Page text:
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Bald eagles join other Winter Texans

American bald eagles can often be spotted hunting for prey in the Highland Lakes during the winter. iStock photo

American bald eagles can be seen soaring over the Highland Lakes even before autumn cold fronts chill the sizzling heat of Central Texas summers. Many of these migrating raptors return to Burnet and Llano counties each year around October, though some have been seen as early as late August.

The eagles, which often travel in mating pairs, prefer the seclusion of Lake Buchanan among the chain of Highland Lakes. They live along the cliffs of the Colorado River, which flows into Buchanan, feeding off an abundant supply of small mammals and fish.

The noble birds are a favored attraction in the area, meriting observation decks and river cruises just to catch a glimpse during the half-year they call the Highland Lakes home.

“The eagles like it here because it’s quiet and there’s plenty of food,” said Tim Mohan, tour guide for Vanishing Texas River Cruises on Lake Buchanan.

From November through March, Vanishing Texas River Cruises offers the popular Eagle Cruise up the Colorado River arm of Lake Buchanan. Cruise times range from two to three hours, either an 18- or 27-mile round trip. After 17 years guiding cruises for VTRC, Mohan knows his lake and his birds.

“The eagles are always very good about flying to the boat and around the boat,” Mohan said. “They perch on trees in the cliffs and are easy to spot. Even people with only camera phones have gotten good pictures of them.”

Eagles also prefer Lake Buchanan because of its great expanse. A reservoir, Buchanan is the largest of the Highland Lakes.

“They have a huge flyway where they can take off and just soar over five miles of lake,” Mohan said.

With eyes as big as humans, talons that crush at 400 pounds per square inch, and a dive speed of up to 99 mph, the American bald eagle cuts a regal path above the waters of Lake Buchanan in the Highland Lakes six months out of the year. iStock photo


Lake Buchanan can be choppy, and winters are known for windy conditions on the water. Average wind speed is 16.6 mph, which increases to 20-25 mph in the winter. That might not bode well for boaters, but for raptors, it’s rapture.

Eagles can fly up to 10,000 feet, obtaining their height with a few flaps of their wings. Once aloft, however, their long, wide span of wing feathers stretches out to catch hot, rising pockets of air that can keep them airborne for hours without expending much energy.

Although eagles are not the fastest of the raptors (falcons are), they can reach speeds of 75-99 mph in a dive. When ready to dive for food, they pull in their wings to reduce wind drag and pick up speed. They tent their wings to protect their catch as they snatch it up.

They make the kill with talons, each of which crushes at about 400 pounds per square inch. Their strength is such that they can can carry one-third of their body weight. American bald eagles can weigh from 6.6 pounds to 14 pounds and reach up to 32 inches tall with a wingspan measuring 6-7 feet.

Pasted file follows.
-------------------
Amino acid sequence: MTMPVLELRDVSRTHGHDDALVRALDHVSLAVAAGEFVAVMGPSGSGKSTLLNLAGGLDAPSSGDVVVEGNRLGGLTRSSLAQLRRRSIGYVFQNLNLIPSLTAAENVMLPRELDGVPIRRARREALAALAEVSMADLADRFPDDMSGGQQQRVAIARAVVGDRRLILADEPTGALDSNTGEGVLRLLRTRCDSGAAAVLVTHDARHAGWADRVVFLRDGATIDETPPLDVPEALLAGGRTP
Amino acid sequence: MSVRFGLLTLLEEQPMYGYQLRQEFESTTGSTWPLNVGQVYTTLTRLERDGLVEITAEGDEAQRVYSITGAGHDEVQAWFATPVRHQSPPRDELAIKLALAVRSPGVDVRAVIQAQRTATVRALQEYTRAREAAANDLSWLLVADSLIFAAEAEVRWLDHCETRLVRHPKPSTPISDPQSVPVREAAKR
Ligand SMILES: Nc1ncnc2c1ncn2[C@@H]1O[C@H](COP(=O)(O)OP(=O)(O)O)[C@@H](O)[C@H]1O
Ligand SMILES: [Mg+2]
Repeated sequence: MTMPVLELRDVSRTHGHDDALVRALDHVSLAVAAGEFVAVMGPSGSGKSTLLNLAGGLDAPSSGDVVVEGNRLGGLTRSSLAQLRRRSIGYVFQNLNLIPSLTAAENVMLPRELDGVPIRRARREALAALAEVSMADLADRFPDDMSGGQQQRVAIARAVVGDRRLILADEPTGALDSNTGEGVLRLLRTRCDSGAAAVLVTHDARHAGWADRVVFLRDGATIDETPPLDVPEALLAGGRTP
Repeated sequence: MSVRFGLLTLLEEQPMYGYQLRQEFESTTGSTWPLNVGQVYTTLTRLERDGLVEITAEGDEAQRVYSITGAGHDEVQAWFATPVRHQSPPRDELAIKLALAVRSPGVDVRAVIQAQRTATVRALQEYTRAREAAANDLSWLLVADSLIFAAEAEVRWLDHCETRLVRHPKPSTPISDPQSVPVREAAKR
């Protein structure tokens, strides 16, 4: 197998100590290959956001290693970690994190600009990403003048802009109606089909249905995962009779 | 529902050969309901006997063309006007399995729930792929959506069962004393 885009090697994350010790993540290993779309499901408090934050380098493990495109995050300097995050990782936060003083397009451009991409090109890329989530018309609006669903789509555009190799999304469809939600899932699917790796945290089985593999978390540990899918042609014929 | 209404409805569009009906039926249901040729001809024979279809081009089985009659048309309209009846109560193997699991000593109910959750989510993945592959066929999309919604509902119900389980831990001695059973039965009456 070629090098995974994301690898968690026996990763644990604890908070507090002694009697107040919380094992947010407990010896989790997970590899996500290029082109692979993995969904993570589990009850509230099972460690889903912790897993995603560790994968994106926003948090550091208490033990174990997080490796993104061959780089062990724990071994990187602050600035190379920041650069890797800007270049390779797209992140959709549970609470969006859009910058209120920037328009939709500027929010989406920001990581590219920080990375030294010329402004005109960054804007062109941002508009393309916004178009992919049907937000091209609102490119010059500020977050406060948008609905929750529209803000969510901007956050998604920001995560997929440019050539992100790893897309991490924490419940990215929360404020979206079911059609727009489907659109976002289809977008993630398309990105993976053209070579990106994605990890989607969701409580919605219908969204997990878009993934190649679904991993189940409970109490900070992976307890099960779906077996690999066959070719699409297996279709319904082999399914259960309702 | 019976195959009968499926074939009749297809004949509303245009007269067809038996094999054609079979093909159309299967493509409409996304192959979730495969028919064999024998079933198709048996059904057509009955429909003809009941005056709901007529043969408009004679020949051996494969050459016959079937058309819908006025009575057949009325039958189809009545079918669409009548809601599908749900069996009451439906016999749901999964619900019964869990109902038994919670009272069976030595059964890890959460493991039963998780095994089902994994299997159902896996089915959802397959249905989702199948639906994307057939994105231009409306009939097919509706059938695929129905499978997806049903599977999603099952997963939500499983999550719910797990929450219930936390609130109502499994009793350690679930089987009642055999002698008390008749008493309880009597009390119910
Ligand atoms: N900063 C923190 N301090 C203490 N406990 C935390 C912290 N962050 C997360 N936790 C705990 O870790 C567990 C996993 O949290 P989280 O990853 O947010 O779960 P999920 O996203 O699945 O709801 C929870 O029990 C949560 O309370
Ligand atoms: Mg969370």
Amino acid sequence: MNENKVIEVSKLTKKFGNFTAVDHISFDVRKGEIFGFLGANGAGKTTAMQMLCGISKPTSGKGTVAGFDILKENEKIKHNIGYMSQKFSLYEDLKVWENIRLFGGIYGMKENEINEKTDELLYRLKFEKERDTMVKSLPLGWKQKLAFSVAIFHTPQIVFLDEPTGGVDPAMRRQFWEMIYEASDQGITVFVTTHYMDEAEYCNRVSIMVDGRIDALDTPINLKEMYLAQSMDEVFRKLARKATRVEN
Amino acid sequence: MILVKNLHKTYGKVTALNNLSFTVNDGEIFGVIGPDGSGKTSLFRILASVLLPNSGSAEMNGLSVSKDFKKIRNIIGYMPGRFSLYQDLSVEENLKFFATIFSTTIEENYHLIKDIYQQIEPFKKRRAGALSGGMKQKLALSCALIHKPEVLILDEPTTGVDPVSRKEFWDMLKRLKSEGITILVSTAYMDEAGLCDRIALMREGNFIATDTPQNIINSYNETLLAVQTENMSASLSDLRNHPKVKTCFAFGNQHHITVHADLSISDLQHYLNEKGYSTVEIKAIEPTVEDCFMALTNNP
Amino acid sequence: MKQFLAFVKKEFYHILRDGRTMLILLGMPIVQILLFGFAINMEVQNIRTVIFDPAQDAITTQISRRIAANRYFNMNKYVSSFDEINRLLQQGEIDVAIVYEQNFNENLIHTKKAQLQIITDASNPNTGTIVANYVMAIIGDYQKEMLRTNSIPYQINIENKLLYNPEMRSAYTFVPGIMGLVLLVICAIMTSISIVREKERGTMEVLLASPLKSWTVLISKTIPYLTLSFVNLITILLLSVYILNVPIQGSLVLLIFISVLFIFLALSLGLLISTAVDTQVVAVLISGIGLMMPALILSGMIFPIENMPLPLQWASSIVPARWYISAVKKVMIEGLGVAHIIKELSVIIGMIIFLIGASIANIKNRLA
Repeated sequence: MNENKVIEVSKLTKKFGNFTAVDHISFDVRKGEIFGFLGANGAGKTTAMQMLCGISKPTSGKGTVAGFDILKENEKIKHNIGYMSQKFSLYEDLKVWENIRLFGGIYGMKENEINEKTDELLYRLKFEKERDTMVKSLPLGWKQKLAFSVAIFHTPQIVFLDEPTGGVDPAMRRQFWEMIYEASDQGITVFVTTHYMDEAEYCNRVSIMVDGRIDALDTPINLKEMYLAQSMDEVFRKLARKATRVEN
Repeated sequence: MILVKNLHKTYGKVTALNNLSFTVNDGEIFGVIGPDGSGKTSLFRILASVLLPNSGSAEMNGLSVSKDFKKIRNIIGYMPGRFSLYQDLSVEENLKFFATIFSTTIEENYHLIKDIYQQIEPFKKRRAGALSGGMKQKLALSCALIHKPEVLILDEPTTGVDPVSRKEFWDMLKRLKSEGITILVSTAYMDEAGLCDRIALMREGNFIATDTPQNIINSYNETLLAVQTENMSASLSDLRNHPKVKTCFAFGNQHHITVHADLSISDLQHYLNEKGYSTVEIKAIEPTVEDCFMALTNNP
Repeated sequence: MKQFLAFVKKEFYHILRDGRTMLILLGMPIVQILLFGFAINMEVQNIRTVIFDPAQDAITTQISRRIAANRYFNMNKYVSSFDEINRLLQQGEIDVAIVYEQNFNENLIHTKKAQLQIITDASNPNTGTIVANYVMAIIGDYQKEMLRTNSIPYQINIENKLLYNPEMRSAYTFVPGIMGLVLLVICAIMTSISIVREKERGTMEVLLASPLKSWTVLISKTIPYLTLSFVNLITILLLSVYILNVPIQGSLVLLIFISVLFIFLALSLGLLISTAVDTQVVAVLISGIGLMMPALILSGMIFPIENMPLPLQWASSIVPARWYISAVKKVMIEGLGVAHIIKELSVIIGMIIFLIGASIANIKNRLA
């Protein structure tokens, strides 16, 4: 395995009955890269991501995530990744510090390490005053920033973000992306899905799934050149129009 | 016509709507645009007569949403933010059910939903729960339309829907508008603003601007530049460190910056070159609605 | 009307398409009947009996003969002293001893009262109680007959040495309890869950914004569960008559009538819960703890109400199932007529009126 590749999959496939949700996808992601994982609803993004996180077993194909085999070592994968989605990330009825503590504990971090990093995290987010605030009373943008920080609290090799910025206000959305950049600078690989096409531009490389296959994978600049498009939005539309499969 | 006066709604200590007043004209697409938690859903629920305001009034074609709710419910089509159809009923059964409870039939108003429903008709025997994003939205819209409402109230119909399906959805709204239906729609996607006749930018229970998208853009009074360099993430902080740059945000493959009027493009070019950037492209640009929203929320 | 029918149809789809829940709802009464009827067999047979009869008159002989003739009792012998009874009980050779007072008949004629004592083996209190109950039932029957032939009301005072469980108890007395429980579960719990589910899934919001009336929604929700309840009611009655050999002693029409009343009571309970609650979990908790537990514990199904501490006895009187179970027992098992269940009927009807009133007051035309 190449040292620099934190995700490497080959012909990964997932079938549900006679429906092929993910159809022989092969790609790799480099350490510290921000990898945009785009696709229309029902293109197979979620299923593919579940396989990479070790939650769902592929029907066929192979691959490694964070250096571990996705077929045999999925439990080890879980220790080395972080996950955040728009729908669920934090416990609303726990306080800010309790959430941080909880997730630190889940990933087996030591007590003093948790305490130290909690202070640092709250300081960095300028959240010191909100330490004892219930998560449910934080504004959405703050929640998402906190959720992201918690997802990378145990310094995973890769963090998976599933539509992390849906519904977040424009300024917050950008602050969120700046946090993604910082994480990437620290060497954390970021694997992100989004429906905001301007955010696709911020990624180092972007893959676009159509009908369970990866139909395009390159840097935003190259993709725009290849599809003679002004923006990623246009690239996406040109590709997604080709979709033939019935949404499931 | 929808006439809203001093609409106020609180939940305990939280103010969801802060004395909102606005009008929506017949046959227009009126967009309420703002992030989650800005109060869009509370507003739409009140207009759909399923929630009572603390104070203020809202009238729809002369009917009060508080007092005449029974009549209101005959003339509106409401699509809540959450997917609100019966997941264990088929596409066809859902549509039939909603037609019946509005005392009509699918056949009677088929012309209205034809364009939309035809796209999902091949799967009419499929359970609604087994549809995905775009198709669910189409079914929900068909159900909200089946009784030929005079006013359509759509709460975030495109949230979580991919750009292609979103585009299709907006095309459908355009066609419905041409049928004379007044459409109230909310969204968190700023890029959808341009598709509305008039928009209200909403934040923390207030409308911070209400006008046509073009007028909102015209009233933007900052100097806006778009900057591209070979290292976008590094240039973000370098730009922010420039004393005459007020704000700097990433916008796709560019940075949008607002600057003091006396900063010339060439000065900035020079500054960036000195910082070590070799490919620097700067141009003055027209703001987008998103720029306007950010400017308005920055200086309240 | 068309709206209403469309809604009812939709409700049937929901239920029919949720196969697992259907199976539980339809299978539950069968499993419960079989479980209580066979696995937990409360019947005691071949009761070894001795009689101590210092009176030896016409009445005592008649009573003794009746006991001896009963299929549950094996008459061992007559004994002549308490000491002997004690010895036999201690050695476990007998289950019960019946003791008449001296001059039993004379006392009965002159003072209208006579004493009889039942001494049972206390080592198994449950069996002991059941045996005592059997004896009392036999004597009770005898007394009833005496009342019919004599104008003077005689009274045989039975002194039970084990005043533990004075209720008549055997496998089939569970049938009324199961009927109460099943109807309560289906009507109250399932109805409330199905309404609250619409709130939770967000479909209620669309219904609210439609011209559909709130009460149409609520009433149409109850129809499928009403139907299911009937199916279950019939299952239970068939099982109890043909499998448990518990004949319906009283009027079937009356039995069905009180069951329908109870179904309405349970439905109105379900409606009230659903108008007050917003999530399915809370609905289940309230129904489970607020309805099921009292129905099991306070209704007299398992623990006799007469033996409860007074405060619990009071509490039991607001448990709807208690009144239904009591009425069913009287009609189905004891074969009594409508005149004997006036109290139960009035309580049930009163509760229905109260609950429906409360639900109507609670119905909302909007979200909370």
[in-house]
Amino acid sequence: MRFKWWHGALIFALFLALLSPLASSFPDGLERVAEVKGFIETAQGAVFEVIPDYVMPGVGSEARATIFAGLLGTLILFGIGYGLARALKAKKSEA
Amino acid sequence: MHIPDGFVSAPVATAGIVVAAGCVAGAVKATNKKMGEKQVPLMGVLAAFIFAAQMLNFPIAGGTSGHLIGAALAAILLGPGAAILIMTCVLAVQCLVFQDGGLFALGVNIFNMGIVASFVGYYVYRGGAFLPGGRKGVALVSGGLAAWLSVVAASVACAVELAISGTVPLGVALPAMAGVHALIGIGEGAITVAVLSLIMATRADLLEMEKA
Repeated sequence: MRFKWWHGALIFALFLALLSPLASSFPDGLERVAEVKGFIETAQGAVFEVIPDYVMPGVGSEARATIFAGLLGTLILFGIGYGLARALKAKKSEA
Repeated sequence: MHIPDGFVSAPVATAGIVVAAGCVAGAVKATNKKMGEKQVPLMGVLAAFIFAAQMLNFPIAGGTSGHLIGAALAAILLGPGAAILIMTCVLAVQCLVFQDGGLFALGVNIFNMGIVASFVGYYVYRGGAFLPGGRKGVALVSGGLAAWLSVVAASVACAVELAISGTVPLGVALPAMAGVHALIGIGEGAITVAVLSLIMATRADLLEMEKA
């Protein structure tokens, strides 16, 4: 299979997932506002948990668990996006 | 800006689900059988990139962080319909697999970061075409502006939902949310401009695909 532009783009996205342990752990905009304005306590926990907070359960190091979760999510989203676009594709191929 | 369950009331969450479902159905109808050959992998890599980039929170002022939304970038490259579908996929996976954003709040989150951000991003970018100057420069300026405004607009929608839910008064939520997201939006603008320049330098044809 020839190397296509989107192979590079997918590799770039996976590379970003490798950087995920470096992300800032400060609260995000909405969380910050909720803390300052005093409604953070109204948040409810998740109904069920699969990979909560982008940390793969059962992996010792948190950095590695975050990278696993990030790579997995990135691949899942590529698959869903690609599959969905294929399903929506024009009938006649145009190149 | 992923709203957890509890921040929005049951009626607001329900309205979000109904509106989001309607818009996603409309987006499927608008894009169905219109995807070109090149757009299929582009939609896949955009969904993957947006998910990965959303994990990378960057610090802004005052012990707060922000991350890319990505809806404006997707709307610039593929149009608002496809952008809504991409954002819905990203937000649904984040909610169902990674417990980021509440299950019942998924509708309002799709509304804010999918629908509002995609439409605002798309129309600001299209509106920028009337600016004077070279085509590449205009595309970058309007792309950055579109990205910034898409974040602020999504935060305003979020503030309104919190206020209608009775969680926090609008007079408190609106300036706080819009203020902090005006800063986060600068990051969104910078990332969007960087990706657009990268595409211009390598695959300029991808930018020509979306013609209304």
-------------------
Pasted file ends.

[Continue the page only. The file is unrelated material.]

Eagle eyes are pretty amazing as well — they even have their own idiom! They are about the same size as human eyes, but, in a much smaller skull, they are a dominating visual feature.

Fixed in their sockets, eagle eyes have two focal points that allow the birds to simultaneously see straight ahead and to the side. Their distance vision is almost unbelievable: They can see small prey more than 3 miles away.

Eagles use their eyes to search for prey, while humans in the Highland Lakes look to the skies, cliffs, and treetops for eagle sightings, which can happen along roadsides, on hikes, or on the observation deck at the Lake Buchanan/Inks Lake Chamber of Commerce, 19611 Texas 20 East, just west of the Inks Lake Bridge.

Nesting bald eagles (not these) can be seen along Lake Buchanan by eagle-eyed bird watchers. iStock photo


A mating couple have made their home in a tree between the deck and the dam. The two raptors raise several eaglettes a year from their picnic table-size nest. For help in aiming your lenses in the right direction, ask visitor center manager Steve Buchanan, who knows just which tree to target.

“We have a lot of juveniles (young eagles) in this area, but they don’t get their white tail and white head until four or five years old,” Buchanan said. “It’s harder to spot the juveniles.”

Keeping an eye on the eagles also means watching for problems. When Mohan or VTRC owner and captain Shawn Devaney spot a sick bird, they call Last Chance Forever, a bird of prey conservancy in San Antonio. They send out a rescue team to retrieve the bird and nurse it back to health.

Recovered birds are released back into the wild on Lake Buchanan from the deck of one of the Vanishing Texas River Cruises boats, all aptly named The Texas Eagle. The celebratory Freedom Flights are open to the public. Visit VTRC.com for details.

suzanne@thepicayune.com

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